In each Vintage Sci-Fi Trifecta I read three short stories by a classic science fiction author I’ve never read before in order to get a feel for their style. When it turns out I’ve already experienced a writer, I call upon friends to lend a hand. This month writer and podcaster PJ Montgomery shares his first experiences with the legendary Alfred Bester.
Alfred Bester is a name I’m more than familiar with. As a comic fan, I know Bester as the man who created the character of Solomon Grundy, and the most well known version of the Green Lantern oath (you know, “In brightest day, in blackest night, no evil shall escape my sight,” etc…). I know he was married to the woman that originated the role of Lois Lane in the original Superman radio serials, Rolly Bester. I know that in TV, Walter Koenig’s character on Babylon 5 was named after Bester, and that Babylon 5’s treatment of telepaths took a lot of inspiration from Bester’s most celebrated work, The Demolished Man. Bester’s other famous novel, The Stars My Destination, itself takes inspiration from the classic Alexandre Dumas novel, The Count of Monte Cristo.
I’ve read The Count of Monte Cristo, but I’ve never read The Stars My Destination. In fact, while I’m very aware of his work and how he’s influenced a lot of the science fiction I enjoy, I’ve never actually read anything by Alfred Bester. Until now…
Originally published in The Magazine of Fantasy and Science Fiction, August 1954
Read in Starlight: The Great Short Fiction of Alfred Bester (1976)
I didn’t really know what to expect from this story. The title initially put me in mind of another science-fiction classic, Ray Bradbury’s Fahrenheit 451. I think that slightly lowered my defenses, so when the story opened with the discovery of a young girl’s body, the victim of a brutal murder, I was taken aback. “Okay, this is a murder mystery.” I told myself, and settled in, only for the very next scene to tell me who did it.
Fondly Fahrenheit, it turns out, is a lot more complex than that. It’s a musing on madness, projection, free will, slavery and artificial intelligence. Even if, by the end, it’s a musing with a fairly hefty body count. James Vandaleur and his multiple aptitude android skip from planet to planet, running from the murders the android is supposedly committing. I say supposedly, because while Bester flat out tells you that the android is responsible early on, later events and the very way the story is told somewhat muddy the waters. The story is largely narrated by a third person, omniscient narrator, but will often slip into first person narration from either Vandaleur, or the android. Sometimes this happens within the space of a single paragraph, so you get all three points of view in quick succession. It leads you to question where the divide is between the characters, and wonder how reliable the narration truly is. It deals with big themes in a relatively slender page count, and made me feel incredibly tense as I read it. I loved it. As my first encounter with Bester, it definitely led me wanting to read more. Good thing I’ve got two more stories to cover.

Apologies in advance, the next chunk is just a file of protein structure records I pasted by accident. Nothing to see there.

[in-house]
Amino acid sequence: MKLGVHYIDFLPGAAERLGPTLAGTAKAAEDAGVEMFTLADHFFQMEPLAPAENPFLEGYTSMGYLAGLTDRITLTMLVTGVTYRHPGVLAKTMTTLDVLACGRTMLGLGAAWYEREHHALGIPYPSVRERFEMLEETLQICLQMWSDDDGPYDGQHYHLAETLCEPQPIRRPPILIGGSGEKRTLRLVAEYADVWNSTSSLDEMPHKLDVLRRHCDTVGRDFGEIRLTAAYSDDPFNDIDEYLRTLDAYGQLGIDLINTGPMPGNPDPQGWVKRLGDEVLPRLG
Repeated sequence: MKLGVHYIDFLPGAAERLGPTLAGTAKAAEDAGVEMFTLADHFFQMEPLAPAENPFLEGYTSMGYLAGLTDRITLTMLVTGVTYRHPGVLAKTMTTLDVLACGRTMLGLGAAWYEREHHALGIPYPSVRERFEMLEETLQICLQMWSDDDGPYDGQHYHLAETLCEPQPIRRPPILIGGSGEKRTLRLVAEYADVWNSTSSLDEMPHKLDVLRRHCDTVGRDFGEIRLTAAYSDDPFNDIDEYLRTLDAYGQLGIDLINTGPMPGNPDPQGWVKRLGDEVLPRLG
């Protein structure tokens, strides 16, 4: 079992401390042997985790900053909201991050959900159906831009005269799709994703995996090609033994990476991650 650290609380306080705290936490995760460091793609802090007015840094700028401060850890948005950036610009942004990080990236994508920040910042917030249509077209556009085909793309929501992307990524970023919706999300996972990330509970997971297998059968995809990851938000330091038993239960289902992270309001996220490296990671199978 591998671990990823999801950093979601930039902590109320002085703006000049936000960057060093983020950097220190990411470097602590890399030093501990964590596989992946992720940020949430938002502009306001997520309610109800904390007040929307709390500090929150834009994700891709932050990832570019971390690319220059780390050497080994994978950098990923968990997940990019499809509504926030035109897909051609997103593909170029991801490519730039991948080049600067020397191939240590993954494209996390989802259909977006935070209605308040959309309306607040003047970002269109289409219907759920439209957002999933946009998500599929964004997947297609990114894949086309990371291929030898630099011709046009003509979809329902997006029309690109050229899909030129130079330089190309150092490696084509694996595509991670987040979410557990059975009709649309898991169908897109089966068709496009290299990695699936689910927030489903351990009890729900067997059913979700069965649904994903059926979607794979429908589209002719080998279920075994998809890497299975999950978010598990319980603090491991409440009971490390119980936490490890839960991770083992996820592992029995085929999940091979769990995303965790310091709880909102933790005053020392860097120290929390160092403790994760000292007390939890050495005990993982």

Star Light, Star Bright
Originally published in The Magazine of Fantasy and Science Fiction, July 1953
Read in Starlight: The Great Short Fiction of Alfred Bester (1976)
In an introduction to the edition of the story I read, Bester describes it as a search story, told with the pace of a chase story. You can really feel that as you read it, with Bester using all the tools at his disposal to make the story rattle along at breakneck pace, even during the quieter moments. Very occasionally, this is to the story’s detriment, as one or two smaller beats become a little confusing, but overall, it’s an effective way of telling a story.
The story itself concerns a hunt for genius children, each one gifted with a different type of genius, or superpower. Naturally, the protagonist, who goes by several aliases during the course of the story, is in it for the money, and his young quarry don’t even know they’re being hunted. In a touch I particularly enjoyed, Bester starts referring to his main character as “the doomed man” fairly early on in the story. It adds to the tension and pace, as you know something is going to happen to him, but not the when or how of it. When his ultimate fate does come, it’s in two paragraphs that Bester’s introduction tells you he hates. He was made to put these in by his editor at the time, who wanted a more clear-cut ending. Bester would have preferred to leave things a bit more ambiguous, and asks the reader to read these two paragraphs with their eyes closed.
I understand Bester’s point of view. I think a more ambiguous ending would have fitted the story better. But, that said, I also found the extra paragraphs incredibly evocative and atmospheric, and feel that Bester was slightly overreacting to their quality in his introduction. But then, aren’t all writers their own worst critics?
They Don’t Make Life Like They Used To
Originally published in The Magazine of Fantasy and Science Fiction, October 1963
Read in Starlight: The Great Short Fiction of Alfred Bester (1976)